Regular Expression to Match a DOI (Digital Object Identifier)

The DOI (Digital Object Identifier) is an unique identifier used in biomedical publications (and in many other places). Due to lazy scientists, or lazy editors, not tagging the PDF correctly, it’s the only information that I could find parsable from any research paper. I wrote the regular expression to be used in Python. It retrieves the DOI in the format 10.1234.whateverishere. It finishes searching when it finds a space or a capital letter, which is usually the case. I tested it on 40 papers from several journals and it retrieved the doi perfectly from 39.

regexDOI = re.compile('[doi|DOI][\s\.\:]{0,2}(10\.\d{4}[\d\:\.\-\/a-z]+)[A-Z\s]')

I’m open to suggestions to improve the regex and to test it against more papers. Feel free :)

6 thoughts on “Regular Expression to Match a DOI (Digital Object Identifier)

  1. dunno if anybody cares at this point, but since I got here, maybe others will.

    A DOI is specifically intended to *be* a link to a document, not just to be an identifier that you have to google around for. Just drop the DOI into this URL pattern:

    http://dx.doi.org/10.XXXX.RANDOM

    Whammo! You now have a permanent link to your article, no matter who’s publishing it, as long as they keep the DOI active.

  2. Bom, obrigado por partilhares mas falha quando não existe o prefixo “doi” e por exemplo em “10.1016/S0735-1097(98)00347-7″.

    A minha abordagem (em PCRE) é (?:doi[\s.:]{0,2})?(10[.][^/]+/[^\s”]+).

  3. Há um peixe apenas, no sul da Sibéria, que consegue nadar ainda mais neste assunto…do que eu.

    Abraço. “pessoal do meu bairro…que vinha cá abaixo trazer os pássaros” mas já não vêm porque já ninguém sabe o que são os Cebola Mol!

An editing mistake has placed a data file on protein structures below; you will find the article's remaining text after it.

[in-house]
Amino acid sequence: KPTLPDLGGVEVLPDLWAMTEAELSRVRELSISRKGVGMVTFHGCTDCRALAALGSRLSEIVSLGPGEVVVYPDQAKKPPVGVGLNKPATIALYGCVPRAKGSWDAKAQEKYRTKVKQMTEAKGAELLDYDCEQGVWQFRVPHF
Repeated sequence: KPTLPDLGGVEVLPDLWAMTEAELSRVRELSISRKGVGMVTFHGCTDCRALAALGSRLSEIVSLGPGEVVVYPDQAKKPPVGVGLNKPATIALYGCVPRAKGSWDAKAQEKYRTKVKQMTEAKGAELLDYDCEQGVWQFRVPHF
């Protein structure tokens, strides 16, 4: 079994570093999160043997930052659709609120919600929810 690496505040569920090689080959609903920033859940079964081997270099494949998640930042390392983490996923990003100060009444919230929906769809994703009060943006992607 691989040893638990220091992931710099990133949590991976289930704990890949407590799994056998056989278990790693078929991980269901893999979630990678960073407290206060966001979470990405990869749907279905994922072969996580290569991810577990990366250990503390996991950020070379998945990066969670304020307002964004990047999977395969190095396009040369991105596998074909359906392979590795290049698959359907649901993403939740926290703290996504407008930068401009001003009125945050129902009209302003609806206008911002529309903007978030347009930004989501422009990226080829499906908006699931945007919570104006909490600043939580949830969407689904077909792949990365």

4. So, first I have to have the PDF file of a paper. Then, to parse it, I’m using pyPDF. However, I don’t get a neat output from the parser. Many PDF files don’t have “Title” tags for example, so it’s hard to get decent information out of it.

    The best way I found to, from the parsing of the PDF, getting to the paper’s information (Title, pubdate, abstract, etc) was to extract the DOI number from it. This line of code is just the regular expression I use to find it. Regular expressions are used to find patterns in text. Since the DOI has a regular pattern (10.XXXX.RANDOM) it’s “easy” to find it.

    Then, I’m thinking on coupling this search for the DOI with Pubmed Entrez Utilities and retrieve information on the paper. Yep, it sucks to have the info already on the PDF and having to get it from the Web, but it’s the best I can do at the moment :(

    Did you get it? :)

  5. That’s a web search of the DOI, right? You search specifically the precise DOI, you cannot make a random search? So, for that you have to search first the DOI of the article and then apply it to search again?

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